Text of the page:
How to Unplug From the World

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Growing up in New York City, time passes quickly. There's always something happening, whether it's a social event or a longer day in the office. Everyone hurries off the train and people don’t even stop to breathe - we’re all just rushing to get somewhere. We are so occupied with the thoughts of arriving at our destinations that we forget to just pause for a moment and think about the effect stress has on our mental and emotional health.

Looking at my Google calendar for next week, I’m already anxious about the things I have to do, how quickly I have to get them done and on top of that, finding a way to keep myself sane while doing them. As much as I love the feeling of accomplishments, I have also learned that finding a balance between work and play is a necessity; finding time to breathe is not just healthy, but can boost productivity.

Unplugging from the world is an act of self care. It's to take a moment to put everything down and realize that the social media world and the busy colored tabs on your calendar can wait a moment while you focus on you. Here are some ways I unplug from the world:

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Journaling

As a writer, journaling is my (favorite) way of ventilation and therapy. I use the notes app on my phone often, but I also have an abundance of physical journals that I love writing in. There’s just something about being able to physically write out my feelings and thoughts that calms me down. Whenever I have too much going on in my life or on my mind, I write it down - this helps me see take a step back and evaluate everything as a whole, before I freak out and let my worries get the best of me.

 

Take a break from screens

You don’t have to go as far as doing a ‘social media cleanse’ that comes with potential mental benefits, but the first thing I do when I want to unplug from reality is to not check my social media platforms and emails. I had a bad habit of checking it in the morning and at night, leading me stressed before I got into the office and before bed of what I had to do the next day.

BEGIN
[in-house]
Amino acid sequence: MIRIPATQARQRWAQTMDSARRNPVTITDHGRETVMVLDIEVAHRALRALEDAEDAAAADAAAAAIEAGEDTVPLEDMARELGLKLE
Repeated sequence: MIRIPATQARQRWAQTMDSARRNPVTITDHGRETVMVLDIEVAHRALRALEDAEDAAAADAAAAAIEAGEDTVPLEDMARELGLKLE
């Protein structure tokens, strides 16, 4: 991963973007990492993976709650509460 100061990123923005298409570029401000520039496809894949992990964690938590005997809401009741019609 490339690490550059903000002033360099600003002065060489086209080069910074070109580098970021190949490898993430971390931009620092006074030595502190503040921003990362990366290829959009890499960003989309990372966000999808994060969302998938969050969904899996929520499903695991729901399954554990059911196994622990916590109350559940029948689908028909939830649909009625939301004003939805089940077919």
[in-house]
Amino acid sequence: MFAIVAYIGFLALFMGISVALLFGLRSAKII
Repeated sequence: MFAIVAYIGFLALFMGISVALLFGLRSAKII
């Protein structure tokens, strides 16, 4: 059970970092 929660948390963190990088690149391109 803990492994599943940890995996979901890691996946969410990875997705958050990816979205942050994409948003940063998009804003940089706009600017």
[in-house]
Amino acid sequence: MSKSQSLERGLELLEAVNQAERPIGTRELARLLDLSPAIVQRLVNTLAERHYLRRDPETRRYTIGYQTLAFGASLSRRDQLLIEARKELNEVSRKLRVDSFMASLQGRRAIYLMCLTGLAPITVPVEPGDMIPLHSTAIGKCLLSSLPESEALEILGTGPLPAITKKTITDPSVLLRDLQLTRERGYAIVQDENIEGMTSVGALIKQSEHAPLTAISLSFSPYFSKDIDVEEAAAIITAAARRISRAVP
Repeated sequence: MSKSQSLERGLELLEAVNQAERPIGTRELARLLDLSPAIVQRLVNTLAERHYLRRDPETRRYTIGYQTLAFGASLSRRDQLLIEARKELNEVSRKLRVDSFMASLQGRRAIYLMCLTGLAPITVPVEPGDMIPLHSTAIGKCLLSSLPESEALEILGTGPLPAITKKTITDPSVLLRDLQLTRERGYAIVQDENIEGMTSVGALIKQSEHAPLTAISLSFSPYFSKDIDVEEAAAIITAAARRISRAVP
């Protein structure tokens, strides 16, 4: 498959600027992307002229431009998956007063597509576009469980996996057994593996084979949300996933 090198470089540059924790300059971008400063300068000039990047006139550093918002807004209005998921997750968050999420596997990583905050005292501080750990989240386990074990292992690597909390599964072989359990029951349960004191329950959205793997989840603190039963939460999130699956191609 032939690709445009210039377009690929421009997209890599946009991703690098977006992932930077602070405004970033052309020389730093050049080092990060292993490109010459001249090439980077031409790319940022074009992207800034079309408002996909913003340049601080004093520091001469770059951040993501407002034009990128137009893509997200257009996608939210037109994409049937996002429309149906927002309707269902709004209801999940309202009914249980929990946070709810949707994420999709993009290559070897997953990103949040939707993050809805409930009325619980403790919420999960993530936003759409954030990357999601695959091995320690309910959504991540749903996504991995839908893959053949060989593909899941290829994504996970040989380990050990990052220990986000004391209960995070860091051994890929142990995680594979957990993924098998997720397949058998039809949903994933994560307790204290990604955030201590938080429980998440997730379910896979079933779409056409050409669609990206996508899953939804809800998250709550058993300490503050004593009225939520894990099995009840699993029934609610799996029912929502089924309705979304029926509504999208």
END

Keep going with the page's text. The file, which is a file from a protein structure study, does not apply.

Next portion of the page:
Don’t start your mornings and end your day by scrolling through your Instagram feed. This leads to comparisons and reading too much into false realities of other people’s lives. Instead, wake up and have a cup of tea or leave a book on your nightstand so you can’t miss it or forget to read it before bed.

Staring at screens all day, whether it’s television, your phone or a computer, can have negative effects such as long-term eye problems, and phone addictions leading to anxiety, stress and depression. Take a break from it all and challenge yourself to go screen free for one hour, two hours, three and so forth. Trust me, you’ll be so proud of yourself for doing so after!

 

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Read a book

I’m always behind on my Goodreads challenge, however, I still aim to read at least 20 books a year. While working a 9-5, a startup, writing and creating content for social media is time consuming, I make an effort to read on my train rides to work. When reading, I forget about the rest of the world and just focus on the characters in the story. There’s something relieving to know that for a moment, a book can take you to another world and you can fall in love with these characters that you know so well towards the last chapters.

 

Meditate

There are many benefits to meditation such as anxiety control, stress reduction, generating kindness and being more self-aware - no wonder it’s trending nowadays. Raised a Buddhist, meditation and mindfulness should come easy, yet I can’t seem to sit still but practice makes perfect, right? I’ve been using the trial version of Headspace to help me start.

 

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Be one with nature

This is my favorite one; even if I’m not stressed, I love immersing myself in nature. I’m fortunate enough to live by the ocean and also have a balcony, where I can drink my morning coffee or tea and just collect my thoughts for the day. In Florence William’s book, Why Nature Makes Us Happier, Healthier and More Creative, studies show that a 15-minute in the woods can reduce levels of the stress hormone cortisol and cognitive performance improves when people are exposed to nature for 45 minutes.

So go hug a tree, bathe in the sun and watch the waves hit the shore. Let nature consume you and allow yourself to relax... you deserve it.

 

How do you unplug from the world?